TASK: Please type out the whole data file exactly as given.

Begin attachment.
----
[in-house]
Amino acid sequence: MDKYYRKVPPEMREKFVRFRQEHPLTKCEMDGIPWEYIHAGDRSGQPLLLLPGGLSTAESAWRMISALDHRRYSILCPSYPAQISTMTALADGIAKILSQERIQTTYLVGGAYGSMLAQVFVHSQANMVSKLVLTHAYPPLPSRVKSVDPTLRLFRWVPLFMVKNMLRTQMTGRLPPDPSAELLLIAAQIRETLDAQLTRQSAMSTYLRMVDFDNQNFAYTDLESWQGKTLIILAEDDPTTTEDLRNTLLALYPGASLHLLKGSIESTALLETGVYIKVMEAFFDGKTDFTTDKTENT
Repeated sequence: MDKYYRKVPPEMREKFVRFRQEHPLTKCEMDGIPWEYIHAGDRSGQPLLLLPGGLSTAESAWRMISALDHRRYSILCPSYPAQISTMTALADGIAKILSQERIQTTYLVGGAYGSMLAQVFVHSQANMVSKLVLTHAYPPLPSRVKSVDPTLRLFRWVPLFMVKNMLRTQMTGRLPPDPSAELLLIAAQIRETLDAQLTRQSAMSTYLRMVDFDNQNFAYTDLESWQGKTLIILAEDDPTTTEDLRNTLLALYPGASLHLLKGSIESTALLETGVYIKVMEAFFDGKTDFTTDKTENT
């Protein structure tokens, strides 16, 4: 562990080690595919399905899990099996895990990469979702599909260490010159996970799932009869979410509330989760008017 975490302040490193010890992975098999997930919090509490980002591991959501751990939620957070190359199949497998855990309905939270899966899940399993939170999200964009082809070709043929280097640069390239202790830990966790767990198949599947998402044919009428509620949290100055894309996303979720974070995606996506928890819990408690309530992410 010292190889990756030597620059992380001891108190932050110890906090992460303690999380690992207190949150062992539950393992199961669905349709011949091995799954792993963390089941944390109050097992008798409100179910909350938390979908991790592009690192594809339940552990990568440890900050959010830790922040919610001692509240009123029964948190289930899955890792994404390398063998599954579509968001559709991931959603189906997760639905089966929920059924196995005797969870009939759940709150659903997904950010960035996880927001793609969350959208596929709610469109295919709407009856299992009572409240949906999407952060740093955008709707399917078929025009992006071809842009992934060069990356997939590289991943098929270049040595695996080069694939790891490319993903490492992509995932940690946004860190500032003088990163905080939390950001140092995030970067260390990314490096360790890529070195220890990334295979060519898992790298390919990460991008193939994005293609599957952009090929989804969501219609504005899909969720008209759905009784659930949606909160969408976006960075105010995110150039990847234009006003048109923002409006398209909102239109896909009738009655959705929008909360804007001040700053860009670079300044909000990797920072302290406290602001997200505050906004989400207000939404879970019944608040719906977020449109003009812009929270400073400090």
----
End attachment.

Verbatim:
[in-house]
Amino acid sequence: MDKYYRKVPPEMREKFVRFRQEHPLTKCEMDGIPWEYIHAGDRSGQPLLLLPGGLSTAESAWRMISALDHRRYSILCPSYPAQISTMTALADGIAKILSQERIQTTYLVGGAYGSMLAQVFVHSQANMVSKLVLTHAYPPLPSRVKSVDPTLRLFRWVPLFMVKNMLRTQMTGRLPPDPSAELLLIAAQIRETLDAQLTRQSAMSTYLRMVDFDNQNFAYTDLESWQGKTLIILAEDDPTTTEDLRNTLLALYPGASLHLLKGSIESTALLETGVYIKVMEAFFDGKTDFTTDKTENT
Repeated sequence: MDKYYRKVPPEMREKFVRFRQEHPLTKCEMDGIPWEYIHAGDRSGQPLLLLPGGLSTAESAWRMISALDHRRYSILCPSYPAQISTMTALADGIAKILSQERIQTTYLVGGAYGSMLAQVFVHSQANMVSKLVLTHAYPPLPSRVKSVDPTLRLFRWVPLFMVKNMLRTQMTGRLPPDPSAELLLIAAQIRETLDAQLTRQSAMSTYLRMVDFDNQNFAYTDLESWQGKTLIILAEDDPTTTEDLRNTLLALYPGASLHLLKGSIESTALLETGVYIKVMEAFFDGKTDFTTDKTENT
């Protein structure tokens, strides 16, 4: 562990080690595919399905899990099996895990990469979702599909260490010159996970799932009869979410509330989760008017 975490302040490193010890992975098999997930919090509490980002591991959501751990939620957070190359199949497998855990309905939270899966899940399993939170999200964009082809070709043929280097640069390239202790830990966790767990198949599947998402044919009428509620949290100055894309996303979720974070995606996506928890819990408690309530992410 010292190889990756030597620059992380001891108190932050110890906090992460303690999380690992207190949150062992539950393992199961669905349709011949091995799954792993963390089941944390109050097992008798409100179910909350938390979908991790592009690192594809339940552990990568440890900050959010830790922040919610001692509240009123029964948190289930899955890792994404390398063998599954579509968001559709991931959603189906997760639905089966929920059924196995005797969870009939759940709150659903997904950010960035996880927001793609969350959208596929709610469109295919709407009856299992009572409240949906999407952060740093955008709707399917078929025009992006071809842009992934060069990356997939590289991943098929270049040595695996080069694939790891490319993903490492992509995932940690946004860190500032003088990163905080939390950001140092995030970067260390990314490096360790890529070195220890990334295979060519898992790298390919990460991008193939994005293609599957952009090929989804969501219609504005899909969720008209759905009784659930949606909160969408976006960075105010995110150039990847234009006003048109923002409006398209909102239109896909009738009655959705929008909360804007001040700053860009670079300044909000990797920072302290406290602001997200505050906004989400207000939404879970019944608040719906977020449109003009812009929270400073400090």